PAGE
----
Stick the bottle in the cup of hot water. Swirl it around. After a few minutes, check the temperature by doing that thing they do on TV and in the movies, which you always wanted to do in real life: squirt some milk on your wrist to see how warm it is.

Step 3: Enjoy!

Serve warm. Makes 1 serving.



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    Thank you author..! I couldn't find any article with proper scientific backing for why microwave cannot be used on breast milk either..! but apparently, my wife could flash out a pamphlet from the hospital advises against microwave (yes, lost that one, sigh). My thinking: maybe, microwave damages the immune cells found in beast milk (due to heat spots) believed to be helpful to babies. I think there are many factors in breast milk which are not yet understood (which is why formula milk cannot give babies the same benefits as breast milk - we don't know how to replicate artificial breast milk exactly)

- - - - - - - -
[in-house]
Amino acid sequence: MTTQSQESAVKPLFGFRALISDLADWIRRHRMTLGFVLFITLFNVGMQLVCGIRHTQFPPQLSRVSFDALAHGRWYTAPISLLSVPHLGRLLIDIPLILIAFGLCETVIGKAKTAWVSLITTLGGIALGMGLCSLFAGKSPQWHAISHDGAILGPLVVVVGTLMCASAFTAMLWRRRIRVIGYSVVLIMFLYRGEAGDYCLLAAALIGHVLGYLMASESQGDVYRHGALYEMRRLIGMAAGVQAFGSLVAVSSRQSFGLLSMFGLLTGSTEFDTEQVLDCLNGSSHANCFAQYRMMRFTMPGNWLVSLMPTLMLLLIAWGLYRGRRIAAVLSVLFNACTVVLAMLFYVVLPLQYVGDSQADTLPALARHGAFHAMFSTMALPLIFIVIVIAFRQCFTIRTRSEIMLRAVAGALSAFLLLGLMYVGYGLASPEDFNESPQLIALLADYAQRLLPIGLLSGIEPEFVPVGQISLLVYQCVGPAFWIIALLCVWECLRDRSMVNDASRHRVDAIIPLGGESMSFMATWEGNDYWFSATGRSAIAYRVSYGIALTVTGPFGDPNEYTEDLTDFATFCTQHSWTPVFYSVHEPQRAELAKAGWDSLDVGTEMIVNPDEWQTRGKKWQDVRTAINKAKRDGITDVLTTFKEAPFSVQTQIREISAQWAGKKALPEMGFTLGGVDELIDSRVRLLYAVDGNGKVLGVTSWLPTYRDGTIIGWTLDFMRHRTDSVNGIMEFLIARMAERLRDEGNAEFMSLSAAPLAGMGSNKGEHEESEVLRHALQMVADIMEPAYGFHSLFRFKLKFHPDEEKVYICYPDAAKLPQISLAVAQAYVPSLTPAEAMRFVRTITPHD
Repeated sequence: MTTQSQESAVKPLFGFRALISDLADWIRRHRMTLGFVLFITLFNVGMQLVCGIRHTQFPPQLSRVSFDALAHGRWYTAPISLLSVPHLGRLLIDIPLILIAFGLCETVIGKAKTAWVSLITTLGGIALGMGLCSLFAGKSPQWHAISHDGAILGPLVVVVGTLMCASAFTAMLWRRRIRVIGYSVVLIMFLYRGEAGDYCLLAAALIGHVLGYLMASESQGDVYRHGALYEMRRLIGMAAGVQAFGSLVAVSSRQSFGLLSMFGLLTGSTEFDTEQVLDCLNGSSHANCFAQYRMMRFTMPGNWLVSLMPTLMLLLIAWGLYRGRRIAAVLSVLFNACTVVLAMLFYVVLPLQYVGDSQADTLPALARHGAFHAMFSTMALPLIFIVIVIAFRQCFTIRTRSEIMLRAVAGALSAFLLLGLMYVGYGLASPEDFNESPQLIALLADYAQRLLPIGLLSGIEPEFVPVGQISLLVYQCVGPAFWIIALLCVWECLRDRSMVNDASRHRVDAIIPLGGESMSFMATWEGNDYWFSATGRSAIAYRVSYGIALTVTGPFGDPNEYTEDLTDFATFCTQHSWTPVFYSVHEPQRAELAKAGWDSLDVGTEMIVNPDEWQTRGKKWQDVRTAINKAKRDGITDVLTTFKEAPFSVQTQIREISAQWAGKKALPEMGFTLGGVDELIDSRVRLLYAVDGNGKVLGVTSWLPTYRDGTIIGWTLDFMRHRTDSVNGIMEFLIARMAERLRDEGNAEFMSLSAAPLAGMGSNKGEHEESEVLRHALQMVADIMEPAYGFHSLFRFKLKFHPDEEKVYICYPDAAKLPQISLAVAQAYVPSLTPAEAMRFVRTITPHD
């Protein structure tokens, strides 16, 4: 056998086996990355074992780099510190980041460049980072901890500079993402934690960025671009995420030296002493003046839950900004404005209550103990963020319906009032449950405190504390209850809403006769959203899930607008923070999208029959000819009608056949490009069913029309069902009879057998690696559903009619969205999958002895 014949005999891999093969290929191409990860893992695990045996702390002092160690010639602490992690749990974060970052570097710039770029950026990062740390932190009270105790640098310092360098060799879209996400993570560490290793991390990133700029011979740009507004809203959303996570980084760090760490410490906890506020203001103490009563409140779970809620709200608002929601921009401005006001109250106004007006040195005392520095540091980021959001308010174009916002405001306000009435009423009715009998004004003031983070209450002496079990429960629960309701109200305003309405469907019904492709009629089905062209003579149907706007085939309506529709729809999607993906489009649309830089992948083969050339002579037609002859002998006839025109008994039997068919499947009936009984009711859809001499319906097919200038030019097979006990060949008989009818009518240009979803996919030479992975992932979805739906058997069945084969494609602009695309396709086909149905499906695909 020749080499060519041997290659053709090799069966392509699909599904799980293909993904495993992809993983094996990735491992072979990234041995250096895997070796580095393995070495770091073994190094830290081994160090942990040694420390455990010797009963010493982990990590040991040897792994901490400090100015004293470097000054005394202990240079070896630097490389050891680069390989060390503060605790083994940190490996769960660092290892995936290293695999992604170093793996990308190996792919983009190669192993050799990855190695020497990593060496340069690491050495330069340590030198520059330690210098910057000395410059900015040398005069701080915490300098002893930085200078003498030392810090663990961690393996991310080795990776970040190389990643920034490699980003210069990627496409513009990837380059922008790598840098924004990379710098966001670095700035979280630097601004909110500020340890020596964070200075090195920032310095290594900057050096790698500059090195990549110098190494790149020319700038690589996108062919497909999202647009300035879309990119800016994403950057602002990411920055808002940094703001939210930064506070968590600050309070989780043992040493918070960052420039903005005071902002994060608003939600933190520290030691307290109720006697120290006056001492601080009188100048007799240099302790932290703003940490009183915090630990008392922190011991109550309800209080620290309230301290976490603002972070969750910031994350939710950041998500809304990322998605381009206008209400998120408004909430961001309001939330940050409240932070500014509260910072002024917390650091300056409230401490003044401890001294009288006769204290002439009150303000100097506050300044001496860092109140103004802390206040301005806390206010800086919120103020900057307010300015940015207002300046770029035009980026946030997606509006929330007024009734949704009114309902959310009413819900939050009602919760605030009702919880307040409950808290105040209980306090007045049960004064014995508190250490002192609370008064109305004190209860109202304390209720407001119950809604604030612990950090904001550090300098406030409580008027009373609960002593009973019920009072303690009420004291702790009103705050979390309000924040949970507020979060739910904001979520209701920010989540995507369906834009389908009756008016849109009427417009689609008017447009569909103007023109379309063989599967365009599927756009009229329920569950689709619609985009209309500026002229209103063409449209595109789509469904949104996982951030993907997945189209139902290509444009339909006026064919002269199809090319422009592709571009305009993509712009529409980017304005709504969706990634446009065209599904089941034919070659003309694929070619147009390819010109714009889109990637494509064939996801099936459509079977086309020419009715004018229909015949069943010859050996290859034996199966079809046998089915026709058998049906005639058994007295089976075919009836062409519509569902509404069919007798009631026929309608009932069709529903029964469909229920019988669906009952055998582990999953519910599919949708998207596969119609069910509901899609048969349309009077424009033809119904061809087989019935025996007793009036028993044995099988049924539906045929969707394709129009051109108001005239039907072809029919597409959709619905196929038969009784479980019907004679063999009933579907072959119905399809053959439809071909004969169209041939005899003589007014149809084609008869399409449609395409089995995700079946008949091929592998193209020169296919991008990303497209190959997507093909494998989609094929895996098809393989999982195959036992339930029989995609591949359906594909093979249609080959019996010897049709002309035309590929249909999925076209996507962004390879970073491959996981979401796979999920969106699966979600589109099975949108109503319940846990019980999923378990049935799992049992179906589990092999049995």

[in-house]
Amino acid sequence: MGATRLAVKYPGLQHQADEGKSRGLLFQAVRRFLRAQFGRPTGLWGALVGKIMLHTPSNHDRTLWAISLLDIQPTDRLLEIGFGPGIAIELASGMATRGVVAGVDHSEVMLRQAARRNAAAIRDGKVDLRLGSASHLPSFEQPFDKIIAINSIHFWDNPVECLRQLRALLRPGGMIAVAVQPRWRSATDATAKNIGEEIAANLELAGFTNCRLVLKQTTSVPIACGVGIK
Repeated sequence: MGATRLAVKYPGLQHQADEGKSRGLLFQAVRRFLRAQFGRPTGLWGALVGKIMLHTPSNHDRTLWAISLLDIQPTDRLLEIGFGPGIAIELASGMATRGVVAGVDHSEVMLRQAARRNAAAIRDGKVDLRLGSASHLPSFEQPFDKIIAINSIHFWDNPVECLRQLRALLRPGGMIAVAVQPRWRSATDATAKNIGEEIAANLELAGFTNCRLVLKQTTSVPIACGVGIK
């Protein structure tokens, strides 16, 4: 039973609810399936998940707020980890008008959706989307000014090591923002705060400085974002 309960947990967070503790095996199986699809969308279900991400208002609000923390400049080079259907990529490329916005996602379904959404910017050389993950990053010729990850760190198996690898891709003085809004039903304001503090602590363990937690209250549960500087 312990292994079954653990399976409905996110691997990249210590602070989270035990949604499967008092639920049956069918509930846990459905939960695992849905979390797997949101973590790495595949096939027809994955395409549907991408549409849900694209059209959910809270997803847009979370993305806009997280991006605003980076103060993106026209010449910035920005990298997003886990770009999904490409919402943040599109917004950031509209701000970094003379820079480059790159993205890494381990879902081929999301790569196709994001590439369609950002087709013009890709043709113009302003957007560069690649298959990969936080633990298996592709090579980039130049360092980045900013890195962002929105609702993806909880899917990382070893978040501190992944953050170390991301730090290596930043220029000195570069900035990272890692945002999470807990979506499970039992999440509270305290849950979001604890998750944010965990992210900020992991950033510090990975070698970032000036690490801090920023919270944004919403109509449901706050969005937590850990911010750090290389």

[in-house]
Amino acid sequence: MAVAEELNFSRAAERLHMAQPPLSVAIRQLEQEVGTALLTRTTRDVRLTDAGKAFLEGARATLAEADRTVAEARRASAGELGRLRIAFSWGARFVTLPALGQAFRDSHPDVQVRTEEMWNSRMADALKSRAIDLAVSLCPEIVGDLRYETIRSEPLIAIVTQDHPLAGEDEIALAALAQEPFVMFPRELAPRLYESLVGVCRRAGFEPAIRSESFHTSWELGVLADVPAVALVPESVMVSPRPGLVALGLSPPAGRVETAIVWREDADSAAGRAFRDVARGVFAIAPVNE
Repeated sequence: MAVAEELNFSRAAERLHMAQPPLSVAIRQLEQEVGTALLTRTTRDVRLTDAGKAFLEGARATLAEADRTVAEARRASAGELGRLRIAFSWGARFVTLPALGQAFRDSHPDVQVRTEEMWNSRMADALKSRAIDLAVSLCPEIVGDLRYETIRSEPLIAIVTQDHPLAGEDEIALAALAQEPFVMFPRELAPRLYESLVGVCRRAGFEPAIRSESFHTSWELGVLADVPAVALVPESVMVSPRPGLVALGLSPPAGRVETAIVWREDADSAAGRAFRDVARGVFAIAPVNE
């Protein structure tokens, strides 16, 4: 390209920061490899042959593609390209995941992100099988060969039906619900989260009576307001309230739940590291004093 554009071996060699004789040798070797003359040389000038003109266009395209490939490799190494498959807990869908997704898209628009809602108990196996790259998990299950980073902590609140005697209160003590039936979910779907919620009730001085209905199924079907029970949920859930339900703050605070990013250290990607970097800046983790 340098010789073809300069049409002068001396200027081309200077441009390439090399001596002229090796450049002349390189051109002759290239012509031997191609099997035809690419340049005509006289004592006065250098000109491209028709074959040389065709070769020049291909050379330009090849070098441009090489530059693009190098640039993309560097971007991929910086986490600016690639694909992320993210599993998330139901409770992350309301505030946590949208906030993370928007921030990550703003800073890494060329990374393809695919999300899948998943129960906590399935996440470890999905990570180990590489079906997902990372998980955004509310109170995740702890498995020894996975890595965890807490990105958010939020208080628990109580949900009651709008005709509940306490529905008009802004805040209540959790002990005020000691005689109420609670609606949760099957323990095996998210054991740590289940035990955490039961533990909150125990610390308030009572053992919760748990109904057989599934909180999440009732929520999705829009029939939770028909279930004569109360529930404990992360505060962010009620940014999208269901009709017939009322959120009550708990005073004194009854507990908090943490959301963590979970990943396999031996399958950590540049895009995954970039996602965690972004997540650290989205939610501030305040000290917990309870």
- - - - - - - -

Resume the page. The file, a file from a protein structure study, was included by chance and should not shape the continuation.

No, the reason for not heating formula in a microwave is because research shows that it can lead to increased risk of severe ear infections in toddlers and infants.

    1 reply

    what if i mix the formula in 100 degree and let it cool down?

    I had 5 sets of ear infections with tubes followed by equilibrium imbalance in the inner ear, when I was little. I am pretty sure that heating formula in a microwave helped that happen.

    2 replies

    i'm pretty sure you're totally wrong.

    I'm pretty sure, you are totally correct . The toaster gave me cancer. lol

    Before reading my comments below, let me first say this is a good recommendation! Whether you believe in the evils of microwaves or not, this is surely an appropriate way to work around someone else's concerns without dismissing or ignoring them. Having said that...